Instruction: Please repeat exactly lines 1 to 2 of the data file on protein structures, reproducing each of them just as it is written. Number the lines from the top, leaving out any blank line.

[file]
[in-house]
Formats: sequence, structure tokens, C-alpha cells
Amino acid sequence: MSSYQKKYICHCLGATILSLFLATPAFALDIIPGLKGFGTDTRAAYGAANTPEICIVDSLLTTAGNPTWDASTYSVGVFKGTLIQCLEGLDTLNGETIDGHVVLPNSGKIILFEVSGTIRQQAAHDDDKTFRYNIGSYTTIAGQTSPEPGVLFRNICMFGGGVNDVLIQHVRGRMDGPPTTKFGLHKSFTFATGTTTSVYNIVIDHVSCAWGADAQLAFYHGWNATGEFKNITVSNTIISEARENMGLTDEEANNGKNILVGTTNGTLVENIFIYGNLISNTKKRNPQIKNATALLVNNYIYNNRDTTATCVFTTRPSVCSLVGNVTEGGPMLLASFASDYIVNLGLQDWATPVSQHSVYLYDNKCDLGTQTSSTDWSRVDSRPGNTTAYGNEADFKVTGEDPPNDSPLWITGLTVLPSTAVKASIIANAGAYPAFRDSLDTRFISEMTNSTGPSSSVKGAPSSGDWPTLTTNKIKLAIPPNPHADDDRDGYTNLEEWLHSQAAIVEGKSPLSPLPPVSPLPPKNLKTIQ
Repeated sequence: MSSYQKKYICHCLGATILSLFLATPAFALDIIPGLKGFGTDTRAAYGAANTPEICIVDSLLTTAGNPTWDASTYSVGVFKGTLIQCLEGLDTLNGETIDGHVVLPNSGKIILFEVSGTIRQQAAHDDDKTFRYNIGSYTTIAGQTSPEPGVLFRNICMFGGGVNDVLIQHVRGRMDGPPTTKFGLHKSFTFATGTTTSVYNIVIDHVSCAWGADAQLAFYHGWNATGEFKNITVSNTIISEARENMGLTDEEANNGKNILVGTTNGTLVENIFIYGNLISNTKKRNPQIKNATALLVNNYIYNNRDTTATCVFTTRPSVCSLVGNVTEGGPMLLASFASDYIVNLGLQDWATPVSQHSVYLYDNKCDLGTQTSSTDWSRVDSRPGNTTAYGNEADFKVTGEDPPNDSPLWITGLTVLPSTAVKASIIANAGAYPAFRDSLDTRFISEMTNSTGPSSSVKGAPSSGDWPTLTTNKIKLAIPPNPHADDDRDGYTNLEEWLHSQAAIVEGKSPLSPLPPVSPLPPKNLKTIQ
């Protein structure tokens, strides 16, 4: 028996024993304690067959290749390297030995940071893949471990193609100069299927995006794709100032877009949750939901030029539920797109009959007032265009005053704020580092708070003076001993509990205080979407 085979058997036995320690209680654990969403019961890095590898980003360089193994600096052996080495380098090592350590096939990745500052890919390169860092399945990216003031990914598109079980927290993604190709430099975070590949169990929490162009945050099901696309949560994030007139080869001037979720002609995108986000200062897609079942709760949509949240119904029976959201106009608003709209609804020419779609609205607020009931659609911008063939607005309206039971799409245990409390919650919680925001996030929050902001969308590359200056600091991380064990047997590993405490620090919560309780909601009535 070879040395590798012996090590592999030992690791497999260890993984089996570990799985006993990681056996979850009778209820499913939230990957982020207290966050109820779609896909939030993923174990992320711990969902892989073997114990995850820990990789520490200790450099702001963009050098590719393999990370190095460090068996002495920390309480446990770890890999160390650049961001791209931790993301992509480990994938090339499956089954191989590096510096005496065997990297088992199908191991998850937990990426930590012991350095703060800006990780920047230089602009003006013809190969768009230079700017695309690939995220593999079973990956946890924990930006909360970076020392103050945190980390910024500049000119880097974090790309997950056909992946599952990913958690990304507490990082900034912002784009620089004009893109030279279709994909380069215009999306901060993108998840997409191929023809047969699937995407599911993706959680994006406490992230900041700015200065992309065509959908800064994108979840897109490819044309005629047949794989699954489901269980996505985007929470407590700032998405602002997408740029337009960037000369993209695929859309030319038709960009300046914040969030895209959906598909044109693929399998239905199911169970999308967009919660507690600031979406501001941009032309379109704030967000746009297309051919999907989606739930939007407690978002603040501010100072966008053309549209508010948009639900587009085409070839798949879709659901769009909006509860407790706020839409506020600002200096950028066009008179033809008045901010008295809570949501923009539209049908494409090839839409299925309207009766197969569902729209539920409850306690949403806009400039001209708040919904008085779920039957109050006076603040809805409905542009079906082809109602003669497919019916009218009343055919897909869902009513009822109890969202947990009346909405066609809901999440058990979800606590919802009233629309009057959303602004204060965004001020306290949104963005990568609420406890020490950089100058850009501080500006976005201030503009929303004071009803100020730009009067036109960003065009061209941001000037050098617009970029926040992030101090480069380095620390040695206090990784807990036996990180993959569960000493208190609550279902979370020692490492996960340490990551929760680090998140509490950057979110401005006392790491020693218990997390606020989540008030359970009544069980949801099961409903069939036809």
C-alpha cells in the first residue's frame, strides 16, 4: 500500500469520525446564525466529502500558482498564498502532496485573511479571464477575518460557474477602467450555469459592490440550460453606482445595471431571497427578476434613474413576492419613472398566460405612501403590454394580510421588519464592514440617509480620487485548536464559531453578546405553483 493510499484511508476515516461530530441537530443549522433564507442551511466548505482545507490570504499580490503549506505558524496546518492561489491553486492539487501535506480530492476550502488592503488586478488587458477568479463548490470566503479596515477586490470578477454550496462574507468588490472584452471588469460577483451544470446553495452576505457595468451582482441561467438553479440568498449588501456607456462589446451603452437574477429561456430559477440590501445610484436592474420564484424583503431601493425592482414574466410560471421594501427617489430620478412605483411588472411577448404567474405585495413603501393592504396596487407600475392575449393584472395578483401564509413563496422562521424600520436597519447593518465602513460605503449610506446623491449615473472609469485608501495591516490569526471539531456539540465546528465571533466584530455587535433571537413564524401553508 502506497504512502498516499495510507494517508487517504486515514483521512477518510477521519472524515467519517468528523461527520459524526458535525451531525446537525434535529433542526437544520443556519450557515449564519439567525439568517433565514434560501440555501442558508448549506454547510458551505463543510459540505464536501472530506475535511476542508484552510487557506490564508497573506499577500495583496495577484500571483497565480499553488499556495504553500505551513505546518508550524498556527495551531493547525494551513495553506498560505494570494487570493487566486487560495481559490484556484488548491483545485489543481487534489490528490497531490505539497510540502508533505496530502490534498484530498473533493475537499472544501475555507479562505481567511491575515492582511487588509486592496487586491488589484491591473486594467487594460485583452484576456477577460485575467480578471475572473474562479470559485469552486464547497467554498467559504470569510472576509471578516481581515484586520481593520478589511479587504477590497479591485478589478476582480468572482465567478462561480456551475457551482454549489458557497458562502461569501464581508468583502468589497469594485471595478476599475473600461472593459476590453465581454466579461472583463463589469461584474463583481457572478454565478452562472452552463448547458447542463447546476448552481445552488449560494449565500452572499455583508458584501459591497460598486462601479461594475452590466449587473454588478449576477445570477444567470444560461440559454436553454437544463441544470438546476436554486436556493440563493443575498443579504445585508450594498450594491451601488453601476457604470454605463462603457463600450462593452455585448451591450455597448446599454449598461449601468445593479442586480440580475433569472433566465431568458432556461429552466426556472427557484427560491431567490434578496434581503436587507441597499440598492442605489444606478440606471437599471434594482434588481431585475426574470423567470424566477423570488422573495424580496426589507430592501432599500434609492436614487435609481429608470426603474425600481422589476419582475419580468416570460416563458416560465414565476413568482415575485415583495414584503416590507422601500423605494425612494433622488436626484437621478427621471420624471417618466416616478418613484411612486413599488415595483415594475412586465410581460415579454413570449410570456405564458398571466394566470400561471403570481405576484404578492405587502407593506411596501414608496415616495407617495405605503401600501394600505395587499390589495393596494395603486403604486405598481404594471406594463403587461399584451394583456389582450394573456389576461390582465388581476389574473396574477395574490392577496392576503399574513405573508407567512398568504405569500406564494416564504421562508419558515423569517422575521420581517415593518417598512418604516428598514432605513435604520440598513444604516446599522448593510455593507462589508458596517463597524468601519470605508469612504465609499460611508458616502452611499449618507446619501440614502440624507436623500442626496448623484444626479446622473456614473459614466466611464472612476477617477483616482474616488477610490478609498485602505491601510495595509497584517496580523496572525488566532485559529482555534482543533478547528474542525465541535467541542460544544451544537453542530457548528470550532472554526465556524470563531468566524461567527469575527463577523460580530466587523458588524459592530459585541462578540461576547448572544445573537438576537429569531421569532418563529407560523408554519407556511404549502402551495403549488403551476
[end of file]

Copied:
[in-house]
Formats: sequence, structure tokens, C-alpha cells